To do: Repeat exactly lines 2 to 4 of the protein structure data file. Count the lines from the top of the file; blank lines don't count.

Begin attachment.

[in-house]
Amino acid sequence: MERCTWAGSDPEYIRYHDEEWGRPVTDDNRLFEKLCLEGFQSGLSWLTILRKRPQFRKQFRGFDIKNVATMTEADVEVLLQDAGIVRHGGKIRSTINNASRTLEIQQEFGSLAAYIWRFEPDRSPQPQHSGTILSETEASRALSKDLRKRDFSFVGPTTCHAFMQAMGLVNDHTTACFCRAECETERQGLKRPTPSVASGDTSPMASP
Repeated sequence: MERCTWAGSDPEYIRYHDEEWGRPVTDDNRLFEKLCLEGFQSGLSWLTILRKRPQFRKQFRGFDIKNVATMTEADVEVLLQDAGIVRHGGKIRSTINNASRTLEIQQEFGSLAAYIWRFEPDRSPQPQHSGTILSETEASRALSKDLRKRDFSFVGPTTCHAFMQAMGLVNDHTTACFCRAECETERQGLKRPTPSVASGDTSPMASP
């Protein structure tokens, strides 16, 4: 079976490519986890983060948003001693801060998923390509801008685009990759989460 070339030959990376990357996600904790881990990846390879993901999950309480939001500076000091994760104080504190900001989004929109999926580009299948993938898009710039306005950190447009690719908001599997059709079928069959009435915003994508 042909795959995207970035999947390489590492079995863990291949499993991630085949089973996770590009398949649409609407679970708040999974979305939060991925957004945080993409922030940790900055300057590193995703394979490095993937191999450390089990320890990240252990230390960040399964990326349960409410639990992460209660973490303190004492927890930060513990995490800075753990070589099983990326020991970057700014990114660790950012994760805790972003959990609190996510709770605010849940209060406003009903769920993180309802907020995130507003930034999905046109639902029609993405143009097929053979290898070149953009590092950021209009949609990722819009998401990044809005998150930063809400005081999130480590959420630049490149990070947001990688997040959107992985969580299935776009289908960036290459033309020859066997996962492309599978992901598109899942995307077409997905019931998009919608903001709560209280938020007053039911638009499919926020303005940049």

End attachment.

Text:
Amino acid sequence: MERCTWAGSDPEYIRYHDEEWGRPVTDDNRLFEKLCLEGFQSGLSWLTILRKRPQFRKQFRGFDIKNVATMTEADVEVLLQDAGIVRHGGKIRSTINNASRTLEIQQEFGSLAAYIWRFEPDRSPQPQHSGTILSETEASRALSKDLRKRDFSFVGPTTCHAFMQAMGLVNDHTTACFCRAECETERQGLKRPTPSVASGDTSPMASP
Repeated sequence: MERCTWAGSDPEYIRYHDEEWGRPVTDDNRLFEKLCLEGFQSGLSWLTILRKRPQFRKQFRGFDIKNVATMTEADVEVLLQDAGIVRHGGKIRSTINNASRTLEIQQEFGSLAAYIWRFEPDRSPQPQHSGTILSETEASRALSKDLRKRDFSFVGPTTCHAFMQAMGLVNDHTTACFCRAECETERQGLKRPTPSVASGDTSPMASP
């Protein structure tokens, strides 16, 4: 079976490519986890983060948003001693801060998923390509801008685009990759989460 070339030959990376990357996600904790881990990846390879993901999950309480939001500076000091994760104080504190900001989004929109999926580009299948993938898009710039306005950190447009690719908001599997059709079928069959009435915003994508 042909795959995207970035999947390489590492079995863990291949499993991630085949089973996770590009398949649409609407679970708040999974979305939060991925957004945080993409922030940790900055300057590193995703394979490095993937191999450390089990320890990240252990230390960040399964990326349960409410639990992460209660973490303190004492927890930060513990995490800075753990070589099983990326020991970057700014990114660790950012994760805790972003959990609190996510709770605010849940209060406003009903769920993180309802907020995130507003930034999905046109639902029609993405143009097929053979290898070149953009590092950021209009949609990722819009998401990044809005998150930063809400005081999130480590959420630049490149990070947001990688997040959107992985969580299935776009289908960036290459033309020859066997996962492309599978992901598109899942995307077409997905019931998009919608903001709560209280938020007053039911638009499919926020303005940049």